Well, it's simple. These films didn't shape their childhoods. To them, it was just "a big deal at the movies". To us, it's been a world of imagination, personality, meaningful ethics... and it was definitely always there for us when life got tough towards the end of middle school (socializing is often difficult for people with imaginations, and you didn't have to be on the Napoleon Dynamite level to have noticed that the very athletic seemed to live on easy street).
Lucas was like a second dad for us. In fact, he's quite like the uncle Posehn describes.
But here's the problem. When it came time for him to make our prequels (which, EVERY fan looked forward to), George wasn't making them as OUR uncle. We were in our 20s. He was making them as the uncle to contemporary 8-year-olds.
I have two cousins around that age who were shown all six of the movies in order of I - VI. Their favorites are Episodes I and III (the older prefering III). The original trilogy (IV-VI) is too slow paced for them, not enough action. The aliens are not lively enough, the dialouge get a bit boring, everything's sort of bogged down.
Are these kids idiots? Well, only in the sense that all the kids are idiots--too much SpongeBob and red-40 dye. But they're also kids. If pod-racing had "existed" when I was 9, I would have told the Tosche Station and their power-converters to go screw.
Which leads me back to my earlier point. Our favorite episode is Empire.
Why do you suppose that is? Because it's clearly the best, right?
More accurately, it's the darkest. The post-pubescent fan was still able to love it for more than nostalgia value. It was the closest to the "real world" of any Star Wars movie because there were various emotions, pain, loss, and only a few minor victories sprinkled in with the devastation. As our understanding of film matured, we were able to stay current with it's deeper layers--as though Empire was growing up with us. Also, it doesn't have any lame kid stuff! No cheesey ceremonies, no ewoks, no "the force will be with you", no happy ending, none of the stuff that the Star Wars franchise was actually all about.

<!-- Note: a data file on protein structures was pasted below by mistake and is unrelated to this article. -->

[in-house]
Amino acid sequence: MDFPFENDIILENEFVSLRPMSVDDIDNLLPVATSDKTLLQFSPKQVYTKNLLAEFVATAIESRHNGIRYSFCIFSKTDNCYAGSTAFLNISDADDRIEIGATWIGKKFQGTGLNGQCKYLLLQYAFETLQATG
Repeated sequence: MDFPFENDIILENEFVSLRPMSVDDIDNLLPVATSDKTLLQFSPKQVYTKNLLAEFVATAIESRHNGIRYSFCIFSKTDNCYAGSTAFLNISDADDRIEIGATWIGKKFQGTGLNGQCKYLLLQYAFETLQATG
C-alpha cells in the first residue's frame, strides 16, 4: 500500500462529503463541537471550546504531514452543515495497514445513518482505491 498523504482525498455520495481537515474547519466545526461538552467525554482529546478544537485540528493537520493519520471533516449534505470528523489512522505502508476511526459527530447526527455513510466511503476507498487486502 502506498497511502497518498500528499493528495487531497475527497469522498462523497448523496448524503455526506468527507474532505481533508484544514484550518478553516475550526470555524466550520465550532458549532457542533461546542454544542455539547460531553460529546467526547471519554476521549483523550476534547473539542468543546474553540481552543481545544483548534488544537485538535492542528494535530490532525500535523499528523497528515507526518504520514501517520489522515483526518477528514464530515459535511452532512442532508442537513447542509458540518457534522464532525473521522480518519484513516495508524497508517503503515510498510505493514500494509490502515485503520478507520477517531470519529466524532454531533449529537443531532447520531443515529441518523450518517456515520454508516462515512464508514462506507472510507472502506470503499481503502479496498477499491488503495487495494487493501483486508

It's our favorite because we were going on to be English majors and Empire is the central conflict of the narrative arch. We also learned in highscool that life can be shitty, and Luke and Han's lives were shitty with us. We eventually got our liberal arts degree and realized that teeny-bopper shit is lame, and Empire was crystalized the most relevent Star Wars film.
It's for these very same reasons that Empire was the least satisfying episode when we were eight.
If you show A New Hope or Return of the Jedi to a liberal arts major who DIDN'T grow up with any Star Wars exposure (these specimens do manage to fall in between the cracks, but are certainly rare--half of us would have been surveyors or actuaries without Star Wars, instead of unemployed) they translate just as unwatchable as the prequels.
So, let me summarize. The original Star Wars movies (IV-VI) were kids' movies that were loved by kids and appreciated by adults. The "least kiddie" of these remains an intimate part of the life for any Star Wars fan over 16.
The NEW Star Wars movies (I-III) are kids movies on steroids, and probably closer to what Star Wars always would have been, had the technology been attainable during the 70s.
Whatever subtlety or nuanced humanity existed in the original films was solely a result of the limitations of the time. The prequels are Lucas' true vision of Star Wars. This might make him less of a visionary--to have settled for the more easily attainable goal of pleasing kids--but it doesn't make him an inconsistent or unreliable film-maker.
Unless we need all our geniuses to be our dad.